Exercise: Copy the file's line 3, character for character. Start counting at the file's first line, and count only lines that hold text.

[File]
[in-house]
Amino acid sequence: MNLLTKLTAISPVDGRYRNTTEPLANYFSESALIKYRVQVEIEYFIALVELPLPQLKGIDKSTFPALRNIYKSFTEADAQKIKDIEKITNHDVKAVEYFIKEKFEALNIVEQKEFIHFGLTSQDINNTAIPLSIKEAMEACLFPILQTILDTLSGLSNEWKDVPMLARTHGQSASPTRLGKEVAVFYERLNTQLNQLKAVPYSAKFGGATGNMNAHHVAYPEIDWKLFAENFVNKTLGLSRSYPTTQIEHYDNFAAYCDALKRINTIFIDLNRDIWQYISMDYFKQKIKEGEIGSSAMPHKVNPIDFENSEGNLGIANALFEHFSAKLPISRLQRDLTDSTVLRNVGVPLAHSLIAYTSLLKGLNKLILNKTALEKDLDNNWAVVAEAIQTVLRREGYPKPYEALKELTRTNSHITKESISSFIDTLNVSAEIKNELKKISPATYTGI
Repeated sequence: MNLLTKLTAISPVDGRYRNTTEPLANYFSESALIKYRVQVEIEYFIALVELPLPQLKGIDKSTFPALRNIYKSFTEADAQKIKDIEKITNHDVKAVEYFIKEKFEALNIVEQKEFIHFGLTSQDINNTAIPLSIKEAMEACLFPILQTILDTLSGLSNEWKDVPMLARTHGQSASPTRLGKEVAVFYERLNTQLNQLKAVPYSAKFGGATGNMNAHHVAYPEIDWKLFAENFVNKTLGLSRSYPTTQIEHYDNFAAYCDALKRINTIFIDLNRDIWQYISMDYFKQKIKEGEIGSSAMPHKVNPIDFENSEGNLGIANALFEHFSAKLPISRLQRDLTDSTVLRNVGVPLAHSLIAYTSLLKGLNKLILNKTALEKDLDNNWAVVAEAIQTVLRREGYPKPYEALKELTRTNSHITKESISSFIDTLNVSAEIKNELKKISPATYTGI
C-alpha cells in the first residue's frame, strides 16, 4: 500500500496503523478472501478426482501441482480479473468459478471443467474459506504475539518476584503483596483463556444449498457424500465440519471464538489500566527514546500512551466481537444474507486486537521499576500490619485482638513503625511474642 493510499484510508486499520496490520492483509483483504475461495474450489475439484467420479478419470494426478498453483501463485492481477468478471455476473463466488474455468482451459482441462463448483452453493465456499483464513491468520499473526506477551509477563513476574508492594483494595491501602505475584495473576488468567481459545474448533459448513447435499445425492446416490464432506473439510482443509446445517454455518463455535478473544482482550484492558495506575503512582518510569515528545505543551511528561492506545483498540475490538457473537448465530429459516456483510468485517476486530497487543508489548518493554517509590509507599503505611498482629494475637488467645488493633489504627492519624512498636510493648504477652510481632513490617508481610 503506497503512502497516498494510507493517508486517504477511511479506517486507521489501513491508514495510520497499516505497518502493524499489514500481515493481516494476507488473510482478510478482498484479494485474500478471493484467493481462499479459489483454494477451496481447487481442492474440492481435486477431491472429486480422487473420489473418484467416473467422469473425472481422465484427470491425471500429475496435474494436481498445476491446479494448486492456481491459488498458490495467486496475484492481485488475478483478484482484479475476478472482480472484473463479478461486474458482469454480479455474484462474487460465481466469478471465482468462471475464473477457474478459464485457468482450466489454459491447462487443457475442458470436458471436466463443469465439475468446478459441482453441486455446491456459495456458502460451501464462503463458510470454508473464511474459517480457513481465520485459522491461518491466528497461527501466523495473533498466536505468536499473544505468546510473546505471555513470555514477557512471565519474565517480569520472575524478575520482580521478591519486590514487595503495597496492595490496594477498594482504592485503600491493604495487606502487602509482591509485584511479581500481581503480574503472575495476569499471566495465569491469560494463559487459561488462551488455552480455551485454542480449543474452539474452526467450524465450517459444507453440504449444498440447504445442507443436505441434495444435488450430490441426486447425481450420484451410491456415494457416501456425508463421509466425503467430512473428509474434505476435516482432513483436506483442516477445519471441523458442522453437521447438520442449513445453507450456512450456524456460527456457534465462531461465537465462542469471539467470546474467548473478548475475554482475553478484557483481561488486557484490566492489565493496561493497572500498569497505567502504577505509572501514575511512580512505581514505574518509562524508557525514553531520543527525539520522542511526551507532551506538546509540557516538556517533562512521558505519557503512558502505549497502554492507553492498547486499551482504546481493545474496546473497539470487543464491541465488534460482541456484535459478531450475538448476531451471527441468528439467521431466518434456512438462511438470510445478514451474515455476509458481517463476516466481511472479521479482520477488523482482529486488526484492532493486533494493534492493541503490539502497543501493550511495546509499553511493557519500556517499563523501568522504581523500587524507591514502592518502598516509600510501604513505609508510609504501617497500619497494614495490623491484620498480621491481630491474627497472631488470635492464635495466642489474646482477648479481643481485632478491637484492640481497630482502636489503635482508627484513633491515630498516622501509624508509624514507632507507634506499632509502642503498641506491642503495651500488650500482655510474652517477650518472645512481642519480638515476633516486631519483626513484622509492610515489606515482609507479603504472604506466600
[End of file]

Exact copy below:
Repeated sequence: MNLLTKLTAISPVDGRYRNTTEPLANYFSESALIKYRVQVEIEYFIALVELPLPQLKGIDKSTFPALRNIYKSFTEADAQKIKDIEKITNHDVKAVEYFIKEKFEALNIVEQKEFIHFGLTSQDINNTAIPLSIKEAMEACLFPILQTILDTLSGLSNEWKDVPMLARTHGQSASPTRLGKEVAVFYERLNTQLNQLKAVPYSAKFGGATGNMNAHHVAYPEIDWKLFAENFVNKTLGLSRSYPTTQIEHYDNFAAYCDALKRINTIFIDLNRDIWQYISMDYFKQKIKEGEIGSSAMPHKVNPIDFENSEGNLGIANALFEHFSAKLPISRLQRDLTDSTVLRNVGVPLAHSLIAYTSLLKGLNKLILNKTALEKDLDNNWAVVAEAIQTVLRREGYPKPYEALKELTRTNSHITKESISSFIDTLNVSAEIKNELKKISPATYTGI